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Antique Pottery & China

We stock a range of antique pottery items such as Staffordshire dogs and figures, Masons Ironstone vases, jugs and dishes, Lustreware (Lusterware) jugs and plates.

Staffordshire dogs and other figures are so called because they were made primarily in the Staffordshire county of England. The area became known as “The Potteries” because of the huge volume of pottery works located there from the late 18th and throughout the 19th century.

Ironstone was a dense, hard, durable white earthenware, developed in Staffordshire in the early 19th century. In 1796 Miles Mason signed a series of manufacturing and distribution agreements which marked the start of the company that became known as Mason’s Ironstone. In 1813 his third son, Charles James Mason, was granted a patent for the manufacture of “English porcelain,” a white stoneware that he marketed as Mason’s Ironstone China.

Lustreware was a type of pottery that used metal oxides to give an iridescent effect. The lustre technique was known and used in ancient Roman times. As mass production became possible in the 19th century, the use of lustre became popular. Silver lustre actually employed platinum to produce the appearance of solid silver. Adding different amounts of gold produced colours ranging from rose, to lavender, copper and gold.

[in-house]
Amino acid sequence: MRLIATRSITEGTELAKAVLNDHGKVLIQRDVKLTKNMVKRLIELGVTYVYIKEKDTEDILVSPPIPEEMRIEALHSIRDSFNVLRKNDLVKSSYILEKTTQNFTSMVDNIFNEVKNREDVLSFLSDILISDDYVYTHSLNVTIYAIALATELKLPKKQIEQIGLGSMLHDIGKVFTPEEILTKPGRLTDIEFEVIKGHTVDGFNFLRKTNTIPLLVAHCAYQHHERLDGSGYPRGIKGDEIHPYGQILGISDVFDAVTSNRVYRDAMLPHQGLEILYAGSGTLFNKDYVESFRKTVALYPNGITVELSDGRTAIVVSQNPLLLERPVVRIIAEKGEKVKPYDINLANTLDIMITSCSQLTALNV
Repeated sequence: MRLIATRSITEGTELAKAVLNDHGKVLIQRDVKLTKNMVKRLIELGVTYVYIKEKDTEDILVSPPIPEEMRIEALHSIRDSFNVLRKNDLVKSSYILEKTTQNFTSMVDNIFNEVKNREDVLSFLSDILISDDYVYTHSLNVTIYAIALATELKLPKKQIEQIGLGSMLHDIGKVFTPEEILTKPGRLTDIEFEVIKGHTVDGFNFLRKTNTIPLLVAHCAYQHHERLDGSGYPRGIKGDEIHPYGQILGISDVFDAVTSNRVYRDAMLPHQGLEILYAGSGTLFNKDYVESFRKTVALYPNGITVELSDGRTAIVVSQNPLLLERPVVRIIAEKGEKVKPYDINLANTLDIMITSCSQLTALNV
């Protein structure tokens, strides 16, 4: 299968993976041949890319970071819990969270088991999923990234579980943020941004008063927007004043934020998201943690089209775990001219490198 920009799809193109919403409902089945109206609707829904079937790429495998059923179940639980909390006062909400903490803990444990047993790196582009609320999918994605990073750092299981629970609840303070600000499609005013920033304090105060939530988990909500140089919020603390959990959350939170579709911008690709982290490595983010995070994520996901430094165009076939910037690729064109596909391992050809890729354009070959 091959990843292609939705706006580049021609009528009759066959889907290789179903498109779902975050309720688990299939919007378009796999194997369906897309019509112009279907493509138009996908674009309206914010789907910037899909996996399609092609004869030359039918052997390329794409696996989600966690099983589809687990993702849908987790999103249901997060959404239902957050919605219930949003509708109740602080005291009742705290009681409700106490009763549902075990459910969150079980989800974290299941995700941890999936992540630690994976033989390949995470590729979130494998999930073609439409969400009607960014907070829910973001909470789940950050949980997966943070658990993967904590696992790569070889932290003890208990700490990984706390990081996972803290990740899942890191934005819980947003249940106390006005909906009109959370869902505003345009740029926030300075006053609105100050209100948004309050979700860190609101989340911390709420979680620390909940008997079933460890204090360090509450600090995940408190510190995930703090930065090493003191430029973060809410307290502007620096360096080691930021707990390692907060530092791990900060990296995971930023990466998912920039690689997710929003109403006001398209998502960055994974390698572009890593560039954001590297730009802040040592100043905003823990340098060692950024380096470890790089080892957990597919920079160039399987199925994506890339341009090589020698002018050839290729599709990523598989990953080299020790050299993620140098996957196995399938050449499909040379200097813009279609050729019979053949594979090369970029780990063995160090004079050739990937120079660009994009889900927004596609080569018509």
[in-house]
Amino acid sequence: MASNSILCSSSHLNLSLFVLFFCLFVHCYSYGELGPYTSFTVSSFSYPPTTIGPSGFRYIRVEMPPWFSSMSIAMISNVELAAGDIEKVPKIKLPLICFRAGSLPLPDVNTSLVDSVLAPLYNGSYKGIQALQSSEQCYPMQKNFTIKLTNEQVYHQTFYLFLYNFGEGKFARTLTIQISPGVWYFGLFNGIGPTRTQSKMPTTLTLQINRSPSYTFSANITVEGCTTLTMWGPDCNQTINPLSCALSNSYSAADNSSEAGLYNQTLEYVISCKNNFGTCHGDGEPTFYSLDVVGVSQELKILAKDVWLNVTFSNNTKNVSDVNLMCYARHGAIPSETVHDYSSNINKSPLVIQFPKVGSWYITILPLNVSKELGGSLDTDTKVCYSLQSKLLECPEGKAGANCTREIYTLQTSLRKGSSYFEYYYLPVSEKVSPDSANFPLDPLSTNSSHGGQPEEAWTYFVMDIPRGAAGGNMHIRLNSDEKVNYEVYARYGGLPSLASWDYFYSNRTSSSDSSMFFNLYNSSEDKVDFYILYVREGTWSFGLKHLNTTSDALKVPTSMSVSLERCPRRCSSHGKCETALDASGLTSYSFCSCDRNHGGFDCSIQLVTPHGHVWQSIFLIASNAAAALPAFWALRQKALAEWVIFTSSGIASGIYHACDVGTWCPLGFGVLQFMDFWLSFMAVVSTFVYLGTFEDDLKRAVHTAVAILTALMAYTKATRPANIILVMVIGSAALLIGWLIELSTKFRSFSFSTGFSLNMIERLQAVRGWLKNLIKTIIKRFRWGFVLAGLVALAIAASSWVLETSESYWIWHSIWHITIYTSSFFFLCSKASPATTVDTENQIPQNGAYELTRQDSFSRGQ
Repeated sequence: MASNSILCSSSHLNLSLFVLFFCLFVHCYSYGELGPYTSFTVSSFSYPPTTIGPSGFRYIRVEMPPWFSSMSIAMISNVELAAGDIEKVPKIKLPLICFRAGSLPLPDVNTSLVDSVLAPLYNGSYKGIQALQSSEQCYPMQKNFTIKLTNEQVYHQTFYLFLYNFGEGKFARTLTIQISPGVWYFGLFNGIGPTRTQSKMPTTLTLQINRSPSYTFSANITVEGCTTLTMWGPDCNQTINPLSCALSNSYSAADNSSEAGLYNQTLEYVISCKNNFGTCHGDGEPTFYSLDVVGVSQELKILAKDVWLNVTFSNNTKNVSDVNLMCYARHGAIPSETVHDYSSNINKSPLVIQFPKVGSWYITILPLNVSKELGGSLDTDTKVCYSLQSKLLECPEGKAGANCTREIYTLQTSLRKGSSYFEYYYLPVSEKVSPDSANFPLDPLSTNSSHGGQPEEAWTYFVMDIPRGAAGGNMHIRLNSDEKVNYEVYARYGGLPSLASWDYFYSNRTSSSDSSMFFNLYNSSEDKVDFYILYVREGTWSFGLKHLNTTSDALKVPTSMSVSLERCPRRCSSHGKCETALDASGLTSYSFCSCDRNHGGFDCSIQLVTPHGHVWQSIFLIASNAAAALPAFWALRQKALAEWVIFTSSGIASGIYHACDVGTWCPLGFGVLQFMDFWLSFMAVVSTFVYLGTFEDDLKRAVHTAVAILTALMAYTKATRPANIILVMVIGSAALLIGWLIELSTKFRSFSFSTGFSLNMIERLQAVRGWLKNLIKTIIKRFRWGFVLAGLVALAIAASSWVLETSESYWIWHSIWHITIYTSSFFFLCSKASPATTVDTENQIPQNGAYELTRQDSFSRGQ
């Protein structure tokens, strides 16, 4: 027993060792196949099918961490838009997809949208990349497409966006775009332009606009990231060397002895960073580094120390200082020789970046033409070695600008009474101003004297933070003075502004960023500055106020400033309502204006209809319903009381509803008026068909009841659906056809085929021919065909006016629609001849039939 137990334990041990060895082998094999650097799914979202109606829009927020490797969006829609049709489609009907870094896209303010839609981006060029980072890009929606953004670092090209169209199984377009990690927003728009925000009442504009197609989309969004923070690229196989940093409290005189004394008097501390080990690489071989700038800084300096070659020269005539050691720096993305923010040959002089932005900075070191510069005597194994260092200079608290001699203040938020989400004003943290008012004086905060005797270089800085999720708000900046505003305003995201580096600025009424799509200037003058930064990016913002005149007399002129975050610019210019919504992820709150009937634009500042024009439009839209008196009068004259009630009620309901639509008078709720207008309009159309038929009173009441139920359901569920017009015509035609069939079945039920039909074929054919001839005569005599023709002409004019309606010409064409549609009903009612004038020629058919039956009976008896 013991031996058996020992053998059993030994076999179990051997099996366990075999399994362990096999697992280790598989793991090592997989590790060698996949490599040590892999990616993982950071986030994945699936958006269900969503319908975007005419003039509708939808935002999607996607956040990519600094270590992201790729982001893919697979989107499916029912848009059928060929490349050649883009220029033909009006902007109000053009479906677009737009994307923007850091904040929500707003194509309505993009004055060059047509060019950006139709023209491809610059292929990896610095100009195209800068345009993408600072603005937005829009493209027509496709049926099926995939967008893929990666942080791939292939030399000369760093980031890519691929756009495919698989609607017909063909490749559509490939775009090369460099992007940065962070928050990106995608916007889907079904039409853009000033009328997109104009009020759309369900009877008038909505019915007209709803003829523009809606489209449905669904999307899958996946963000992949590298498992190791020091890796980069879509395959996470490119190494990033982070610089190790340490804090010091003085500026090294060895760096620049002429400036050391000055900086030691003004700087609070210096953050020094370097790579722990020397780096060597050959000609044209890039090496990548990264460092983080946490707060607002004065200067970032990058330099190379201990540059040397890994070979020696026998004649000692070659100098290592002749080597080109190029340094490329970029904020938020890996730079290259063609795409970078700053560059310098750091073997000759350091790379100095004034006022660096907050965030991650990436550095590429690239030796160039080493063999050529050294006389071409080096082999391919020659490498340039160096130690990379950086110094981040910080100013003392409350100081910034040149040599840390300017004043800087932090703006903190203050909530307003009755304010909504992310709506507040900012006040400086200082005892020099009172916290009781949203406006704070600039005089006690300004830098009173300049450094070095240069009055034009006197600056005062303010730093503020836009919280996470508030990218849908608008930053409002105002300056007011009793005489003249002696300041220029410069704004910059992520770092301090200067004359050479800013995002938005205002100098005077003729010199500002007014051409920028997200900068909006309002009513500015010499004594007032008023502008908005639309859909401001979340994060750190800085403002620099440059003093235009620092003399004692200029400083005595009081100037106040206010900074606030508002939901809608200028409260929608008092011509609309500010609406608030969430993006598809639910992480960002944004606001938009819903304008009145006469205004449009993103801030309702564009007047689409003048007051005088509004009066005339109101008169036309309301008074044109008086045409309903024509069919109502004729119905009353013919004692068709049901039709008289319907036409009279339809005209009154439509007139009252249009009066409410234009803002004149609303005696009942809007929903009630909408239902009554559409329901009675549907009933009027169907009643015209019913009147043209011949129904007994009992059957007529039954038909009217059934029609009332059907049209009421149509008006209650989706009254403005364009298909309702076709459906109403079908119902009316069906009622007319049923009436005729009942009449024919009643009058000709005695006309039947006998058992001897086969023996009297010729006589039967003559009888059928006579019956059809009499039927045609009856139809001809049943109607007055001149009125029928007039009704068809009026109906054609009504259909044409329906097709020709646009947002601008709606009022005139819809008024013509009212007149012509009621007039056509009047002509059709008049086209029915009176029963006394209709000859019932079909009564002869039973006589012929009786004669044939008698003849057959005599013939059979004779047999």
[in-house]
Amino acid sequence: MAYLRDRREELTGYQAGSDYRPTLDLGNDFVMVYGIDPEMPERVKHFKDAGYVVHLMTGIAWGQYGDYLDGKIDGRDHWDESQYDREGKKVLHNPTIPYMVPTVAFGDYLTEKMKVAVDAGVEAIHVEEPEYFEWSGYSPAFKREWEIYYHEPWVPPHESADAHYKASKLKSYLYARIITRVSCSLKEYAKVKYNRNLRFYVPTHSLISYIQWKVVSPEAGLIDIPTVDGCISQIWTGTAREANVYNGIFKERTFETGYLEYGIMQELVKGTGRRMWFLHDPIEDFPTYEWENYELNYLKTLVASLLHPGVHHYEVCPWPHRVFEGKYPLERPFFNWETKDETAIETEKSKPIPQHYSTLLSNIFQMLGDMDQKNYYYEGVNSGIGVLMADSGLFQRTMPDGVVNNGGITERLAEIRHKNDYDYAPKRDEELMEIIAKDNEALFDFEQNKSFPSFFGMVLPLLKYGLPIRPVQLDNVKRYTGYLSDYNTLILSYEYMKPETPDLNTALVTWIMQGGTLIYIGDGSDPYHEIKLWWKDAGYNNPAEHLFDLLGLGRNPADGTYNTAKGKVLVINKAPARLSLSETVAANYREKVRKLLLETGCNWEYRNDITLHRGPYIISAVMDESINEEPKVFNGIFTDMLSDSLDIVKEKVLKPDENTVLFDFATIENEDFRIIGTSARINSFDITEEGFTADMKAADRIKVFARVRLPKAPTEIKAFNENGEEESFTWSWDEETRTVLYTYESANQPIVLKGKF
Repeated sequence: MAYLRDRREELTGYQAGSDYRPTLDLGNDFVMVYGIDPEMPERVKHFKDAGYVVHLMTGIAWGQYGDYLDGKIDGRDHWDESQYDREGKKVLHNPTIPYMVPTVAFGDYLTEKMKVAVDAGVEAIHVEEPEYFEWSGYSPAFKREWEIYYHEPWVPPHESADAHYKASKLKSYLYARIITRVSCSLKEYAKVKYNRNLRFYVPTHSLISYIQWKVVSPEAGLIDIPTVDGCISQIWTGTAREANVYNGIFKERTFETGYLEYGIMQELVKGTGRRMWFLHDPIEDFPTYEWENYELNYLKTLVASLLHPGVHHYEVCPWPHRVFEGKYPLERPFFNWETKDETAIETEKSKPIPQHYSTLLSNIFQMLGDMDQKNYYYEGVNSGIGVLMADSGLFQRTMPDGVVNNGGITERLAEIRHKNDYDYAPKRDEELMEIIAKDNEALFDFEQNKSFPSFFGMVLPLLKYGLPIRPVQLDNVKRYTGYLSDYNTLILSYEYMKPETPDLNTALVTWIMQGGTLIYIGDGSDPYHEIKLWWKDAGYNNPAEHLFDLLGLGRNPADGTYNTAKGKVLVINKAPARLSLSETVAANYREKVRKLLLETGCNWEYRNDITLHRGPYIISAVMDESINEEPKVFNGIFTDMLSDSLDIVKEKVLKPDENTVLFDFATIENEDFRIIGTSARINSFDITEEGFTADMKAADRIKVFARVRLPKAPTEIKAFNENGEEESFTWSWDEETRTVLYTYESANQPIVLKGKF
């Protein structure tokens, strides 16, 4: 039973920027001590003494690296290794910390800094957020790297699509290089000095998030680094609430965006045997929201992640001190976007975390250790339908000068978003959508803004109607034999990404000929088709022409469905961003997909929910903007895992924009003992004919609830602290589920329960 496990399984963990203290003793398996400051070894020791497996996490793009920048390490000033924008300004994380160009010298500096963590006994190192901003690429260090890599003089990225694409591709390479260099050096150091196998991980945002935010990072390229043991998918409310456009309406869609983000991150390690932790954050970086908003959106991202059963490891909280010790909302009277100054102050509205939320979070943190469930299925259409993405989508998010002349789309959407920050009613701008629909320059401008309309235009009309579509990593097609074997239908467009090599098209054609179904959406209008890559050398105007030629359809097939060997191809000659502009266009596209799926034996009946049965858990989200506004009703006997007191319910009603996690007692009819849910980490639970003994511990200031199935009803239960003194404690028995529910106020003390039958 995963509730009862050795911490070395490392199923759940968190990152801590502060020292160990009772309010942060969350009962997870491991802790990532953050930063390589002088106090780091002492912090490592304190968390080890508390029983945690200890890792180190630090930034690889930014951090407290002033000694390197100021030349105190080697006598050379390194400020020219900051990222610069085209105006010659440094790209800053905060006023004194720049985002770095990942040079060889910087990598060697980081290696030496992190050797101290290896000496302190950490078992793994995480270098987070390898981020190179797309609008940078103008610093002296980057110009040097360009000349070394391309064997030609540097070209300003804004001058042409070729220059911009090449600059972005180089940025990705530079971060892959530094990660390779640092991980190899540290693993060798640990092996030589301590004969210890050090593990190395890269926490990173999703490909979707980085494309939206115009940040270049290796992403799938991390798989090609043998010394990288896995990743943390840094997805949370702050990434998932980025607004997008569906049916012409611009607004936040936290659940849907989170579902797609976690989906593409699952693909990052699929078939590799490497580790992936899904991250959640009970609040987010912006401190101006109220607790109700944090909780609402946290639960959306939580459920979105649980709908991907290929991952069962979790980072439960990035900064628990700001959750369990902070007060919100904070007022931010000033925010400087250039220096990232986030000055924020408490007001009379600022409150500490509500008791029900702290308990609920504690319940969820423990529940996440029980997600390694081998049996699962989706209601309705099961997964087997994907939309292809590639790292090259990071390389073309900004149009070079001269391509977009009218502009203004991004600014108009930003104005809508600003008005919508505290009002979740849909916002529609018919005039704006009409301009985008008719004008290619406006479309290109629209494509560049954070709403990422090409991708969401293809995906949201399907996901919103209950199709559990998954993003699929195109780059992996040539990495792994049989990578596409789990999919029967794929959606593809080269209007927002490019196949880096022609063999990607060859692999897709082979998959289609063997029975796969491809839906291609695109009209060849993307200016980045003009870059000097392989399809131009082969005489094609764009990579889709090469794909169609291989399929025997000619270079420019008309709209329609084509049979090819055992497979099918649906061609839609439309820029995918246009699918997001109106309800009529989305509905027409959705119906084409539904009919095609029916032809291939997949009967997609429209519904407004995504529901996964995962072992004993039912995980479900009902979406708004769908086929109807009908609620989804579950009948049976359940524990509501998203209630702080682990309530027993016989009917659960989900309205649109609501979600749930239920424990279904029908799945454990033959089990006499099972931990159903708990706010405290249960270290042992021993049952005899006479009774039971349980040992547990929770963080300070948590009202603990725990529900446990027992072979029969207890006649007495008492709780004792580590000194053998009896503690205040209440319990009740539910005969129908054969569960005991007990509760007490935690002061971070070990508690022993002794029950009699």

Lusterware was made in various areas of England, including Staffordshire, Yorkshire and the North East. Sunderland lustreware has a characteristic mottled pink lustre.

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Boxes & Tea Caddies Bureaus & Desks Carvings & Carved Panels Chairs & Settles Chests of Drawers Clocks Coffers Cupboards Dressers & Dresser Bases Garden Items Lighting, Mirrors & Glass Metalware Paintings & Works of Art Pottery & China Stools Tables Treen & Other Items Windsor Chairs